Is your money fund mixed up with Europe's debt? Is it safe?
How safe is your money market fund? Money-market funds have long been regarded as a safe place to park cash. They paid higher interest than banks and savings and loans, and your deposits were easily accessed.
But that all changed in 2008. The collapse of investment bank Lehman Bros. caused something of a panic as depositors wondered if they’d get their money back. To stem the outflow and prop up the funds, the government temporarily guaranteed money market accounts.
Money funds are still seen as a relatively safe harbor, but on this week's Money Matters, financial commentator Greg Heberlein explains to KPLU's Dave Meyer that you need to know where your fund is investing your cash. More importantly, you need to know if your fund is holding European debt.
European debt concerns
Today, $2.7 trillion rests in money funds. That’s a lot of money, especially when you consider the current interest rate is less than a tenth of a percent.
A few weeks ago, Federal Reserve Chairman Ben Bernanke said something that compelled many money-market holders to take their cash and run. The nation’s top banker said the nation’s banks face little threat by the financial troubles affecting Greece and other European countries. But, he added, money market funds holding European debt are of concern.
No wonder investors got nervous. In two weeks, depositors removed more than $60 billion from their funds. That’s a relative drop in the bucket to total assets, barely 2 percent. But it demonstrates a growing worry.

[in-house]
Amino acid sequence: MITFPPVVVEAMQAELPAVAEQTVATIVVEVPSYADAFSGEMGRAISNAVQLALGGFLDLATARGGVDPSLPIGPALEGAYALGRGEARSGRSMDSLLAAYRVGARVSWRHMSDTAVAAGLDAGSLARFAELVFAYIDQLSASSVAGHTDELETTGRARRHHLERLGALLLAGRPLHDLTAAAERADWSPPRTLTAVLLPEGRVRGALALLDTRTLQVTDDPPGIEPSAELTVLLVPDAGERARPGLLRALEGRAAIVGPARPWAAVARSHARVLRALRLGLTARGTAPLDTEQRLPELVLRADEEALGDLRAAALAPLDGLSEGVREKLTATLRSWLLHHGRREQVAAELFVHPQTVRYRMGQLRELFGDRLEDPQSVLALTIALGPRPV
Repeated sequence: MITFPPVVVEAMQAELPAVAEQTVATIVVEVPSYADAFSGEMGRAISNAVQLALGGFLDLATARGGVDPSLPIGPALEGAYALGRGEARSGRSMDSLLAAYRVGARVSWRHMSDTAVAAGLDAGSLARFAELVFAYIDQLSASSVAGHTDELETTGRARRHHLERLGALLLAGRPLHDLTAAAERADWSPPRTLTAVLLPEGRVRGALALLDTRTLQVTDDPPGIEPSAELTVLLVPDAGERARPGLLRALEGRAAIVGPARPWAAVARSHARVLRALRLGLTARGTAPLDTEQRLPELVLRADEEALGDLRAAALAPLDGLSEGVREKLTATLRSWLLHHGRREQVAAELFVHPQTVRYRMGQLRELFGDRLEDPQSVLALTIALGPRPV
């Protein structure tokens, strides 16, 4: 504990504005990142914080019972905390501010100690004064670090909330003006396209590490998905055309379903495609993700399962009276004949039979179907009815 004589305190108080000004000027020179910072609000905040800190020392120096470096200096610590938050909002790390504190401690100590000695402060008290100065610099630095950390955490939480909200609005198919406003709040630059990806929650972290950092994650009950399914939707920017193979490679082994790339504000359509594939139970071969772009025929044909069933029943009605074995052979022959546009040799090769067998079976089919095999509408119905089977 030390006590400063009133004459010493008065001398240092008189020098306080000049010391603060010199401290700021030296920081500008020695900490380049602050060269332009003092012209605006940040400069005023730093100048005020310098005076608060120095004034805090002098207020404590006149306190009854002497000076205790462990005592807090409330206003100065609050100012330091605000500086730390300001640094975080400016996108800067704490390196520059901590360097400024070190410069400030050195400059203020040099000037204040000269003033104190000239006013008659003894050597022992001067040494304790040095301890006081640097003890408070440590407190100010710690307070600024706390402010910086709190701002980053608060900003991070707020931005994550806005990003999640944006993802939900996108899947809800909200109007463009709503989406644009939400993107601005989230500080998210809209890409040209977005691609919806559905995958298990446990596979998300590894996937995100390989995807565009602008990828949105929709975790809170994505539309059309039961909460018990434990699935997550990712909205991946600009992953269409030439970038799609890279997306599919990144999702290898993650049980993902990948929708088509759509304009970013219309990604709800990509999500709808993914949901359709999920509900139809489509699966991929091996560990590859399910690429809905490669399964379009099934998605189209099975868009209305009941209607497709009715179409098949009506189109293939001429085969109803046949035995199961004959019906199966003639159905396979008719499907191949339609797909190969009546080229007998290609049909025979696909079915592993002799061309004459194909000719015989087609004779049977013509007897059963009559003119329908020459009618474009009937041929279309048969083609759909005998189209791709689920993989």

Because returns on conventional debt are so low, some managers may be buying European debt because that’s where the potentially huge returns may be.
What should you do?
To begin with, a severe threat to money markets could be erased by a 2008-like government guarantee. With the current frustration over the government’s mounting debt, that may be easier said than done.
Second, investors could check their money-market’s portfolios. But those portfolios turn over so quickly, and portfolio listings are so infrequent, such a look might not provide an accurate picture. Absent concrete information, it is understandable that some depositors headed for the door.
Here’s what Greg did:
"I called the money-market fund and asked what exposure it had to European debt. Before I even got an answer, the fund recommended I switch to a money fund invested only in government securities. Almost every money-market complex offers such funds. In normal times, a government fund offers a stingier return because it is safer. But because rates are so incredibly low, my cash earns the same rate in governments – a paltry 2 hundredths of one percent – than the normal fund offered. Without any fuss, without the inconvenience of even visiting the bank or brokerage, the money was transferred and my concern was allayed.